These are not easy times to lead in our sector. From migration to climate to democracy, we face interconnected global crises that are deepening historic inequities and calling for new solutions. As the three Co-Executive Directors of the Urgent Action Fund – Latin America and the Caribbean (UAF-LAC), we are convinced: feminist collective leadership offers a path for organizations to ground in the strength, resilience, and wisdom we need to meet this complex moment.

While we put in place our Co-Executive Direction team just this year, UAF-LAC’s journey to feminist collective leadership began much earlier. In 2019, our beloved former executive director Tatiana Cordero Velázquez created a ‘Colectivo de Dirección,’ a space where senior staff accompanied her in her decision-making. We began to practice shared leadership, recognizing that our work is enriched by the diverse perspectives that we bring. Having this practice of feminist leadership woven into UAF-LAC’s fibers is what helped us move through the shock and grief of Tatiana’s passing in 2021. We could step in and up, not only sustaining but growing our work to resource defenders across the region in a critical time, all while centring care.

We don’t have a magic formula for feminist or collective leadership – quite the opposite, we are experimenting and learning as we go. While we continue to forge our path, we can share some early lessons for other funders who are interested in exploring this approach.

Feminist collective leadership acknowledges a fundamental truth: we are imperfect humans, and no one of us has all the answers. As co-leaders, we acknowledge our limitations and we don’t seek perfection. Single leaders can have gaps in their vision. With a collective approach, we accompany each other – asking hard questions, posing new perspectives, and making decisions together. We are spread across three countries where UAF-LAC works – Colombia, Ecuador, and Honduras – and we bring different histories and backgrounds to this work. We weave together our diverse styles and make stronger cloth.

This approach requires a willingness for loving and direct critique – not always easy for women who have been socialized to please. We have to be willing to share our opinions clearly with each other, especially when we disagree. It’s not personal; it’s about trusting that we are stronger leaders together. In fact, this is how we build the trust we need to work together well.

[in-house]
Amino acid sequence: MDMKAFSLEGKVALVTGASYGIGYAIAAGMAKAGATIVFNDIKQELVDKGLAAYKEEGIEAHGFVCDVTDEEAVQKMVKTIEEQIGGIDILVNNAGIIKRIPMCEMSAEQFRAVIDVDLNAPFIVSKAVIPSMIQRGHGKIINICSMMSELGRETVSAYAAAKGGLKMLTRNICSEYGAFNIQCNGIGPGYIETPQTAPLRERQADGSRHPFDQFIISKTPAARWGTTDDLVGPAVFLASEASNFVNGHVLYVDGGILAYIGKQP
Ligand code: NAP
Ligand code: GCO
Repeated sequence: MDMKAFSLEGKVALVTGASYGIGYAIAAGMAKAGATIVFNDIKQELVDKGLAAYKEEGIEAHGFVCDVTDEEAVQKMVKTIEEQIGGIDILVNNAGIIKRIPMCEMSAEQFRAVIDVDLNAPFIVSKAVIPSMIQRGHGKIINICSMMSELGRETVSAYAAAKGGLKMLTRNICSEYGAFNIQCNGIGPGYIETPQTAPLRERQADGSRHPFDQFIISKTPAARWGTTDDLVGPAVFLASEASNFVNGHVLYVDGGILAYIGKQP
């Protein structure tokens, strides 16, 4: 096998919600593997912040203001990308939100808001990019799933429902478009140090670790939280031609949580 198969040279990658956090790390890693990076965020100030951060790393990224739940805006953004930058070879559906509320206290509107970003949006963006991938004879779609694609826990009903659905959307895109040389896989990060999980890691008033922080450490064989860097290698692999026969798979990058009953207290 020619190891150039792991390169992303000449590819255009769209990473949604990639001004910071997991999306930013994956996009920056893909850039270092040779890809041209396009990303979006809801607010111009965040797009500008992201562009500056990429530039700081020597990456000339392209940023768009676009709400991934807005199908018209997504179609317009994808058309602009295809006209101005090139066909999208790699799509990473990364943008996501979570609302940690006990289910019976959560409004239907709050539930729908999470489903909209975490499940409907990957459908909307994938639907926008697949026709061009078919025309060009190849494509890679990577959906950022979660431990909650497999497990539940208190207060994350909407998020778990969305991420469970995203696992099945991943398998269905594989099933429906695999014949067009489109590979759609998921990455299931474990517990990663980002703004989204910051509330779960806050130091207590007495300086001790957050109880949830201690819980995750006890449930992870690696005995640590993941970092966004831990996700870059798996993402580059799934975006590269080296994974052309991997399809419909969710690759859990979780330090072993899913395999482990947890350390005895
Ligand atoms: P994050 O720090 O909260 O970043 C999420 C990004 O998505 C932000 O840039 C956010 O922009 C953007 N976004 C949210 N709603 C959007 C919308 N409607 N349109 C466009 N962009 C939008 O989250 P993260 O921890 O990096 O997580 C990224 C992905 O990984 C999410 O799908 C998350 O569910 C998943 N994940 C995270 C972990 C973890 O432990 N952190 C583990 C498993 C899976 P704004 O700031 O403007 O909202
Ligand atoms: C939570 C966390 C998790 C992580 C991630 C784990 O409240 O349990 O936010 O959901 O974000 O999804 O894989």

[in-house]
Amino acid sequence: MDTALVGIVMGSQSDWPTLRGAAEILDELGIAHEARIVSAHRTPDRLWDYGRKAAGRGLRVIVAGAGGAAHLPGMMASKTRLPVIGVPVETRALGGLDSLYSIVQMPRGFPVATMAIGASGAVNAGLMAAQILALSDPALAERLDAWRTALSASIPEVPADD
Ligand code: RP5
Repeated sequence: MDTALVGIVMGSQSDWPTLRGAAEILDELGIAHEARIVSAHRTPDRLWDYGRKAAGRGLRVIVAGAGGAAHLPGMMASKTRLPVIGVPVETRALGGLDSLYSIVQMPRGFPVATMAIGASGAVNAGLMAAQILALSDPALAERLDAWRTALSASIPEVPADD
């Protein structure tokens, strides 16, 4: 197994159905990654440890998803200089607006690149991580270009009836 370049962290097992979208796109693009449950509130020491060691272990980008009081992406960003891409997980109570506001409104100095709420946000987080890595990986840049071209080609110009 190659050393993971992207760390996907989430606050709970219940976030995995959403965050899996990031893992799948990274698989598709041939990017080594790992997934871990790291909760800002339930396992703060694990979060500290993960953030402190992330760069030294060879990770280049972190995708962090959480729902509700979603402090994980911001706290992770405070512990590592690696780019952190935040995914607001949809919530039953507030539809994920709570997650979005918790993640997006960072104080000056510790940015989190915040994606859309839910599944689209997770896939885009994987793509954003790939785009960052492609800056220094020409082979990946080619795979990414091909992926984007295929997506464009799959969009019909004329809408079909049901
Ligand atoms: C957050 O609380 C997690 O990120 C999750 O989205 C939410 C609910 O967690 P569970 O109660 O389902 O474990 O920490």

Centring care is at the heart of feminist collective leadership. Collective care is long at the root of UAF-LAC’s work and one of the Urgent Action Sister Funds’ feminist principles of philanthropy. We see care as a collective ancestral heritage which we keep learning and nurturing from. As we lead the organization, we continue to reflect: ‘what is the point of revolution if we can’t dance?’ As leaders, centring care means we can be vulnerable at work; when we feel overwhelmed, we are encouraged to pause, breathe, and see how we can do things differently. It also means finding joy and strength amidst constant struggle. This is essential for us as a rapid response grantmaker accompanying frontline defenders in crisis, but it applies to all funders who are navigating crises because of the world we live in, whether it is part of their missions or not.

Collective care in our institutional culture means a commitment to coherence between our external practices of accompanying grantees and our internal practices of supporting individual and collective staff wellbeing.  It also means that each of us is responsible to the collective. It’s our responsibility to ask for help when we don’t know what to do. And this is where feminist collective leadership comes in: we are not alone. Building this organizational culture of care is key to our resilience and effectiveness.

A collective approach often means slowing down. Perhaps surprisingly, it also enables us to speed up. It’s true that collective processes take longer, and that can be uncomfortable sometimes. But in addition to producing better decisions and centring care, we have learned that feminist collective leadership also enables us to be more integral and comprehensive. By having these different perspectives, we can be more agile and respond more quickly in a crisis. At the end of last year, when we had a sharp increase in rapid response grants during electoral cycles that escalated anti-rights discourse across the region, we took the decision to swiftly adjust our practices so that multiple staff members could support our grantmaking team to process grants, enabling us to show up for multiple movements when they needed us.

No doubt it is simpler to follow one leader. But we have learned from the movements led by women, trans, and non-binary people that we accompany in Latin America and the Caribbean: in these times of crisis, we find greater strength and sustainability in collective models. These times require new forms of leadership. They require us to dismantle unequal power relations and find new ways forward together.

Sofía Marcía is Co-Executive Director of Grantmaking and Programs at UAF LAC. Lorena Medina is Co-Executive Director of Strategic Finances and Institutional Strengthening at UAF LAC. Terry de Vries is Co-Executive Director for Resource Mobilization and Strategic Communications at UAF LAC.

This blog is part of a series by the Urgent Action Funds, unpacking how they practice their recently launched Sisterhood Feminist Principles of Philanthropy in their day-to-day work. The Urgent Action Funds are a global consortium of feminist funds that provide rapid and responsive support for women and LBTQI+ human rights defenders in moments of need, sustaining feminist activism by supporting the resistance and resilience of frontline defenders.

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